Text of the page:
Press Quotes About Analysis of Second District’s Compton Case

In Arbitration on March 25, 2013 at 4:22 pm
California Supreme Court

California Supreme Court (Photo credit: Jamison Wieser)

Law360 published an article today quoting the blog author’s analysis of the Compton v. Superior Court case.  Compton v. Superior Court of Los Angeles County, No. B236669, — Cal.Rptr.3d —-, 2013 WL 1120619 (2d Dist. Mar 19, 2013):

“In both cases, the First and Second districts applied Armendariz and invalidated arbitration agreements for lack of mutuality,” said Charles Jung, a Nassiri & Jung LLP attorney. “At least as far as California courts are concerned, Armendariz is alive and well, and it appears that this is going to continue to be the case until the California Supreme Court overrules it.”

In light of the latest ruling, plaintiffs and their attorneys looking to defeat mandatory arbitration agreements will keep an eagle eye out for any type of one-sidedness, according to Jung.

“The Compton ruling creates an avenue for employees to argue that mandatory agreements are unlawfully one-sided and that under Armendariz, they should be stricken,” he said. “For employers, it suggests the way to make arbitration agreements enforceable is by making them simple and even-handed. Employers can’t have their cake and eat it too.”

“The California Supreme Court really has its work cut out for it,” Jung said. “The challenge for the California Supreme Court is to try to preserve what it can of California’s public policy, yet not fall afoul of and directly contradict or simply ignore the U.S. Supreme Court. It’s a very tricky position for the court to be in.”

Second District Reverses Arbitration Order in Wage & Hour Case, Citing Lack of Bilaterality

In Arbitration, Class-wide Arbitration, Concepcion on March 20, 2013 at 5:48 pm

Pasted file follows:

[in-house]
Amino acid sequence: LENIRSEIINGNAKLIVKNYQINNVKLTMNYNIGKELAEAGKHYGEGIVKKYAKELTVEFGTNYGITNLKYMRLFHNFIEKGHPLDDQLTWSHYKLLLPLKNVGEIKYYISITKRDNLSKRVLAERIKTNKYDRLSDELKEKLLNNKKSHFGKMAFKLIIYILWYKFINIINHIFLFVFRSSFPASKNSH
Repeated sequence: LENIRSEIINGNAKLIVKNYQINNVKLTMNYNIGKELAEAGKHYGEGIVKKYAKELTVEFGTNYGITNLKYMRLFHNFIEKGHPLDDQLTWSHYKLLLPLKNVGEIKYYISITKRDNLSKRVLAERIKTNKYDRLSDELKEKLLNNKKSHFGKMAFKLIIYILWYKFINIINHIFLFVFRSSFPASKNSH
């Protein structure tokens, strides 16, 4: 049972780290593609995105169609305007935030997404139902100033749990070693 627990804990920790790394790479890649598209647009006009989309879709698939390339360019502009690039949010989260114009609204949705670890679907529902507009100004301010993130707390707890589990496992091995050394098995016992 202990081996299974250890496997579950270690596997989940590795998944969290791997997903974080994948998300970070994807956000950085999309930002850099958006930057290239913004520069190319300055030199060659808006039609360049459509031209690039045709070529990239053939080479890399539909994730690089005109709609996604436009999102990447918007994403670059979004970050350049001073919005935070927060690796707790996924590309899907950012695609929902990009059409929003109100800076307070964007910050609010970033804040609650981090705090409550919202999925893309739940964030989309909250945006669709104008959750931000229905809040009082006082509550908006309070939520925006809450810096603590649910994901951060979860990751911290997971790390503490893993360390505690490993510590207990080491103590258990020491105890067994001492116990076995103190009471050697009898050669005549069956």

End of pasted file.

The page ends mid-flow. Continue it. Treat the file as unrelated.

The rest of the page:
BgKahuna squeezes his way inside. Abandoned an...

BgKahuna squeezes his way inside. Abandoned and decaying Ambassador Apartments in Gary, Indiana (Photo credit: slworking2)

Yesterday, the California Court of Appeal for the Second District reversed the lower court’s order granting a petition to compel arbitration.  Compton v. Superior Court of Los Angeles County, No. B236669, — Cal.Rptr.3d —-, 2013 WL 1120619 (2d Dist. Mar 19, 2013).  Plaintiff was a property manager who filed a putative wage & hour class action complaint in Los Angeles Superior Court.  She was required to sign an arbitration agreement that also barred arbitration of class claims.  The trial court granted defendants’ petition to compel arbitration.

Normally an order compelling arbitration is not appealable.  But the Court of Appeal determined it had jurisdiction, citing the “death knell” doctrine:

An order compelling arbitration is not appealable. (Elijahjuan v. Superior Court (2012) 210 Cal.App.4th 15, 19.) The parties argue over whether this matter is appealable under the “death knell” doctrine, which applies when an order effectively terminates a class action. Rather than parse the case law on that issue, we conclude that we have jurisdiction to treat this nonappealable order as a petition for writ of mandate in this unusual case because: (1) the unconscionability issue is one of law based on undisputed facts and has been fully briefed; (2) the record is sufficient to consider the issue and it appears that the trial court would be only a nominal party; (3) if we were to dismiss the appeal, and the ultimate reversal of the order is inevitable, it would come in a post-arbitration award after the substantial time and expense of arbitrating the dispute; and (4) as a result, dismissing the appeal would require the parties to arbitrate nonarbitrable claims and would be costly and dilatory.

The Court concluded that the arbitration agreement was unconscionably one-sided because (1) it exempted from arbitration claims the employer would more likely bring, such as claims for injunctive or equitable relief from trade secret disclosures; (2) it limited the time to demand arbitration to a period shorter than the relevant statutes of limitation; (3) it retained the statute of limitations period for itself  and (4) it suggested that the arbitrator had the discretion not to award mandatory attorney’s fees under the Labor Code.

The Court determined that it was not violating Concepcion by enforcing Armendariz’s bilaterality rule.

Concepcion did not discuss the modicum of bilaterality standard adopted by Armendariz, which is not a class action case. And Concepcion did not overrule Armendariz. We both agree with and are therefore bound to follow our Supreme Court and apply Armendariz to this case. (Truly Nolen of America v. Superior Court, supra, 208 Cal.App.4th at p. 507.) Accordingly, we conclude that Concepcion does not apply to invalidate Armendariz’s modicum of bilaterality rule, at least in this context.

Justices and Judge